Sunday Guardian Live

Antonia Filmer

There is a white cave in Fitzrovia that is home to Kim Savage’s gallery named FOLD,the entrance is very discreet but downstairs the welcome is warm. Herein Rosie Reed has curated her first exhibition challenging the traditional perception that man is the hero, because he hunts he provides. Rosie, 27 years and an art graduate from Oxford, borrowed her theme from the writings of Ursula Le Guin, the American novelist who famously introduced women into science fiction and who died earlier this year.

The exhibition called Flipside turns the hunter-gatherer man on his head. Le Guin’s essay “The Carrier Bag Theory of Fiction” is central to the displays, the carrier or bag is symbolic of the container used by women over the ages to transport their berries, roots, nuts and grains or today’s shopping. Women as the original provider, “carrying the container for the thing contained”. Looking at the Kira Freije’s cast aluminium and steel strapped frame of a kneeling woman, one can be forgiven for imagining the female form has been contained, is this figure pleading or praising, the figure is transparent, but the message is ambivalent.

Rosie has collected twelve young artists (10 female/ 2 male) who represent feminism and fantasy; the multi- medium exhibits are all very esoteric with references to gender, time, waste and recycling; most but not all have chosen to incorporate a plastic bag in their artwork. Rosie encouraged the fantasy element with some imaginative results: Rebecca Jagoe’s performance dress, in folds of visceral coloured marbled latex is like a body turned inside out. Roxanne Jackson from New York sent a giant ceramic hand witha hairy back and long creepy nails with a shell glazed palm holding a sea shell with an interior ofthe same colour and texture, mysteriously entitled Metal Goddess. There are illustrative negative reflections on parenting, an installation with a mike and an amplifier that gives the story of containment a voice; delicate ceramic octopus tentacles reaching out of a mango body, a flowering clay nature study that self-disintegrates…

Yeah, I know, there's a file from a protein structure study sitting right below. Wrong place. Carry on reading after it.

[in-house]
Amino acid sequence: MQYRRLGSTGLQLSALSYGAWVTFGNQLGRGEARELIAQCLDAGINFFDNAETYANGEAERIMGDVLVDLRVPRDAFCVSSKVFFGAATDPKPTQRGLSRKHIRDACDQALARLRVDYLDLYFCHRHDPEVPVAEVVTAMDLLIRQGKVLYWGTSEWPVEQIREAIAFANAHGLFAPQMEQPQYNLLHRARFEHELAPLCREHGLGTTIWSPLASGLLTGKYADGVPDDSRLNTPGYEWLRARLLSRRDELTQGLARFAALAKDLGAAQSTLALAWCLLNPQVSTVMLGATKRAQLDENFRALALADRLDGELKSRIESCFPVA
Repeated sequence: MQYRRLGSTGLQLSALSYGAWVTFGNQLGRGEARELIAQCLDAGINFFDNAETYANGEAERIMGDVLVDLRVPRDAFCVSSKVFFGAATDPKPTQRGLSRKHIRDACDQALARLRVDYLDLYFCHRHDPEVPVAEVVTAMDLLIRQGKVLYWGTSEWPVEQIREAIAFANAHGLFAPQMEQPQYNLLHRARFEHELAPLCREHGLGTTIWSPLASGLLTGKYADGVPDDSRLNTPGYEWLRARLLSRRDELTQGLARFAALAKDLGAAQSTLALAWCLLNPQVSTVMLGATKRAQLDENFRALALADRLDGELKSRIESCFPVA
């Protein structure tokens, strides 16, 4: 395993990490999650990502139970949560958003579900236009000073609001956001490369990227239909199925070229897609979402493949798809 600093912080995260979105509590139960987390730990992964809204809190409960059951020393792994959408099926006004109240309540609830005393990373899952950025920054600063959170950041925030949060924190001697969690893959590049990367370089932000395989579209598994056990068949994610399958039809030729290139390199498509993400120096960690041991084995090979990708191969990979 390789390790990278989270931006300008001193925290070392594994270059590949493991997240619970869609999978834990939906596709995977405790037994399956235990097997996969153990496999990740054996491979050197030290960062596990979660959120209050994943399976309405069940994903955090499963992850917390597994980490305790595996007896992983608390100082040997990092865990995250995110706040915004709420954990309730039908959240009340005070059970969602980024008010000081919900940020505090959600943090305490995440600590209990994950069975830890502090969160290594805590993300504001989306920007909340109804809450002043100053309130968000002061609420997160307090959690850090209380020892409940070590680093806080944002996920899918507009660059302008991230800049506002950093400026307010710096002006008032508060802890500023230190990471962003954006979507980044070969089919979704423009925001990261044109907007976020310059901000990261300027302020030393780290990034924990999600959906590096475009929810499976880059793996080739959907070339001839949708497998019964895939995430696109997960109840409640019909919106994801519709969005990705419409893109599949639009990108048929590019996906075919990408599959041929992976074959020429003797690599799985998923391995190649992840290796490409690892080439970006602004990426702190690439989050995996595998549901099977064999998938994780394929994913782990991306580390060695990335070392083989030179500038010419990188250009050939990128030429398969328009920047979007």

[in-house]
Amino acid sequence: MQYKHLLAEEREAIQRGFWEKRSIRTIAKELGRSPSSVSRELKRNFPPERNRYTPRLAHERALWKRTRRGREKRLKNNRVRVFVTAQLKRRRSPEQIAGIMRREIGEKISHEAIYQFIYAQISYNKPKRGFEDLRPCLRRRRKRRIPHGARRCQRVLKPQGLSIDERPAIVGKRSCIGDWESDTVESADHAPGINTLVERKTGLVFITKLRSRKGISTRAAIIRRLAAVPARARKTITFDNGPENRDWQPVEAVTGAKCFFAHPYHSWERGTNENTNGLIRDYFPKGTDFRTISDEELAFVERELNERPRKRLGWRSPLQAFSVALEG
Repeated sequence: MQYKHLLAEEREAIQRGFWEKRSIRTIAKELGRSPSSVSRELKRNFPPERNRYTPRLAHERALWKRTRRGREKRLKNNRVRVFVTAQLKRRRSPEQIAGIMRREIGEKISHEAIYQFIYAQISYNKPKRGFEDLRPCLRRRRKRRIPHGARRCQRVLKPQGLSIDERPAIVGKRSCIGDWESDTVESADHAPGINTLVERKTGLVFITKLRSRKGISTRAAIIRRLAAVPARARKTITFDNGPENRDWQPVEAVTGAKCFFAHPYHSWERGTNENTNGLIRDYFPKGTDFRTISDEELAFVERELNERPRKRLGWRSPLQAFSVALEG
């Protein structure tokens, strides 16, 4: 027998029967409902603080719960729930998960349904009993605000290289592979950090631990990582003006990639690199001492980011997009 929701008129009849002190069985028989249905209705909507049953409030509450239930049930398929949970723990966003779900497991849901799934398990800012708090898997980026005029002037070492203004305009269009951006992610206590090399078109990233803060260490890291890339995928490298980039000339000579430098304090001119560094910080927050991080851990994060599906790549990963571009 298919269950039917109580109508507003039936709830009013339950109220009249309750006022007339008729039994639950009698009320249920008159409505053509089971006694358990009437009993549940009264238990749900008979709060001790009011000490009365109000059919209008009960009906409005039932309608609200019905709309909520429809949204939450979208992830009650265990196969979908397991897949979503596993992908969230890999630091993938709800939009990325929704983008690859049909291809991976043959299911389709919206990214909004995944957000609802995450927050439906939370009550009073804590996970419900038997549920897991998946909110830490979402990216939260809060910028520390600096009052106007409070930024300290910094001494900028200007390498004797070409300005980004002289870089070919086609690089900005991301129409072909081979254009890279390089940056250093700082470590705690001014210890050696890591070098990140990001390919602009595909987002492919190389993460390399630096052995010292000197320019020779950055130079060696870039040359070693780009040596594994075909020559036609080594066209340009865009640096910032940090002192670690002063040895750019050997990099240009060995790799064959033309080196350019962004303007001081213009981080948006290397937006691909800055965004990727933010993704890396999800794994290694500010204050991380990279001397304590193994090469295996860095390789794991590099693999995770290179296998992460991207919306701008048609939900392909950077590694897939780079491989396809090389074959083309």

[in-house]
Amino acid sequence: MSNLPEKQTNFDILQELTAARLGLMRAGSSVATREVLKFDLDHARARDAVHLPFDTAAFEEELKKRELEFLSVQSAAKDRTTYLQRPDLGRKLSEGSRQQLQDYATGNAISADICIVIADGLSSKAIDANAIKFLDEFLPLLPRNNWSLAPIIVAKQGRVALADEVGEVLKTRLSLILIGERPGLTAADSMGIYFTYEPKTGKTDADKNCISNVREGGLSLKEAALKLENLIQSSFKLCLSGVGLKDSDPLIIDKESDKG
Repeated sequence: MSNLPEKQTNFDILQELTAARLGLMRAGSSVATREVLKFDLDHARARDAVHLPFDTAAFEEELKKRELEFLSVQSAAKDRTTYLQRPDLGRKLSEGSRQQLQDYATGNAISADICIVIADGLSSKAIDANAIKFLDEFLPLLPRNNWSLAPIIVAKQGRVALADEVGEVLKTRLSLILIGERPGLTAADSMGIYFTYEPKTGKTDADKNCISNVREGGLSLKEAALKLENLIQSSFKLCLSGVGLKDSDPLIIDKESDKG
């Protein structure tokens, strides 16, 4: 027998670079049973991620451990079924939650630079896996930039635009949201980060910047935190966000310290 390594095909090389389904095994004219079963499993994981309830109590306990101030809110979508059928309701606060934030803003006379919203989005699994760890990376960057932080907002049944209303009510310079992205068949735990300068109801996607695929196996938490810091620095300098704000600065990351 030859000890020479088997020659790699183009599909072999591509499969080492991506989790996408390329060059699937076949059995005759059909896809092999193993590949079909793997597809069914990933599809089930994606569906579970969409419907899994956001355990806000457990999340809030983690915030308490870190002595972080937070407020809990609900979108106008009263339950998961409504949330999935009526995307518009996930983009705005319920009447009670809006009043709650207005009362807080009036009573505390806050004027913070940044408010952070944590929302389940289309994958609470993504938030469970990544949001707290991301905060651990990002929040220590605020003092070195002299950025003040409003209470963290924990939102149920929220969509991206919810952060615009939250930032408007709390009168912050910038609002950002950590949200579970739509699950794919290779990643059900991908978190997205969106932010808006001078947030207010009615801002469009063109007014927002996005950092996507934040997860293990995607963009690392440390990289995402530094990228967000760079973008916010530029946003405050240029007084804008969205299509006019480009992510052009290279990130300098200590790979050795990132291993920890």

Rosie’s own works are composed of marble dust, aggregate, paint, resin, plaster and glitter, they hang and lie beside each other. The hanging shrine of discovery reveals crushed small pieces of her previous works emerging from a clear resin lake, “it’s about the cyclical nature of recycling” she says. The larger work entitled Burying my Minimiser is a female figure lying decomposing, again fragments of crushed previous works emerge randomly from the colourfully decaying body, “this is about letting go of stored up female insecurities, the bold breasts represent not getting hung up about hiding yourself”.

Available is a booklet of poems and intellectual responses to Le Guin’s fiction. The spirit of the FOLD Gallery is to promote new art and challenge artistic conventions, Rosie Reed has presented just that.